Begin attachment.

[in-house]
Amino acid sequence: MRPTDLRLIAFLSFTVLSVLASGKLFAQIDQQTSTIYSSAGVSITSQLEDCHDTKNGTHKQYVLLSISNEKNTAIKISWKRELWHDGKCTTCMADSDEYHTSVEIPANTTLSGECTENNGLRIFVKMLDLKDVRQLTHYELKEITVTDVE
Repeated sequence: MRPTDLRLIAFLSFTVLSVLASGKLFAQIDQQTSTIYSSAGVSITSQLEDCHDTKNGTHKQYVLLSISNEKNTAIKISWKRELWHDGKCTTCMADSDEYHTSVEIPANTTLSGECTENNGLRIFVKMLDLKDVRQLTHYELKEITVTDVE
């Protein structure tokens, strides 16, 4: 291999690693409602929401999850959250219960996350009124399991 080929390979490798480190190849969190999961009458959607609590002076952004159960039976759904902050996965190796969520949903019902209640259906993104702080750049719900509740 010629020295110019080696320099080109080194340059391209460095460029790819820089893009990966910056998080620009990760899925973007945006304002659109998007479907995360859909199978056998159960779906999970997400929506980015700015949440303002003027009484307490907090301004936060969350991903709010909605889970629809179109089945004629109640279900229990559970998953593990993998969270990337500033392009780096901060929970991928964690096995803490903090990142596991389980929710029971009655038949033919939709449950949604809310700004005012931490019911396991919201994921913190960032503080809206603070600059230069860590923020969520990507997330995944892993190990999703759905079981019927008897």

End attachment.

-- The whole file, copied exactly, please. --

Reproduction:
[in-house]
Amino acid sequence: MRPTDLRLIAFLSFTVLSVLASGKLFAQIDQQTSTIYSSAGVSITSQLEDCHDTKNGTHKQYVLLSISNEKNTAIKISWKRELWHDGKCTTCMADSDEYHTSVEIPANTTLSGECTENNGLRIFVKMLDLKDVRQLTHYELKEITVTDVE
Repeated sequence: MRPTDLRLIAFLSFTVLSVLASGKLFAQIDQQTSTIYSSAGVSITSQLEDCHDTKNGTHKQYVLLSISNEKNTAIKISWKRELWHDGKCTTCMADSDEYHTSVEIPANTTLSGECTENNGLRIFVKMLDLKDVRQLTHYELKEITVTDVE
């Protein structure tokens, strides 16, 4: 291999690693409602929401999850959250219960996350009124399991 080929390979490798480190190849969190999961009458959607609590002076952004159960039976759904902050996965190796969520949903019902209640259906993104702080750049719900509740 010629020295110019080696320099080109080194340059391209460095460029790819820089893009990966910056998080620009990760899925973007945006304002659109998007479907995360859909199978056998159960779906999970997400929506980015700015949440303002003027009484307490907090301004936060969350991903709010909605889970629809179109089945004629109640279900229990559970998953593990993998969270990337500033392009780096901060929970991928964690096995803490903090990142596991389980929710029971009655038949033919939709449950949604809310700004005012931490019911396991919201994921913190960032503080809206603070600059230069860590923020969520990507997330995944892993190990999703759905079981019927008897």